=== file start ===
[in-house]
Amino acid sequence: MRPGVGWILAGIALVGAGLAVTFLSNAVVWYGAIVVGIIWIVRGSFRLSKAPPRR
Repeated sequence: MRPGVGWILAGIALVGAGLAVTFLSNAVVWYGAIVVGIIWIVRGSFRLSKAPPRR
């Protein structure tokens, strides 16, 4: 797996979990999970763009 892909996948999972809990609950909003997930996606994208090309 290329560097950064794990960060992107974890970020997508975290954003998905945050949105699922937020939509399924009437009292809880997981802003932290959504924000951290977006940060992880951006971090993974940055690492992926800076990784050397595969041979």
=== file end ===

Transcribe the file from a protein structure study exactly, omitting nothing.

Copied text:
[in-house]
Amino acid sequence: MRPGVGWILAGIALVGAGLAVTFLSNAVVWYGAIVVGIIWIVRGSFRLSKAPPRR
Repeated sequence: MRPGVGWILAGIALVGAGLAVTFLSNAVVWYGAIVVGIIWIVRGSFRLSKAPPRR
């Protein structure tokens, strides 16, 4: 797996979990999970763009 892909996948999972809990609950909003997930996606994208090309 290329560097950064794990960060992107974890970020997508975290954003998905945050949105699922937020939509399924009437009292809880997981802003932290959504924000951290977006940060992880951006971090993974940055690492992926800076990784050397595969041979």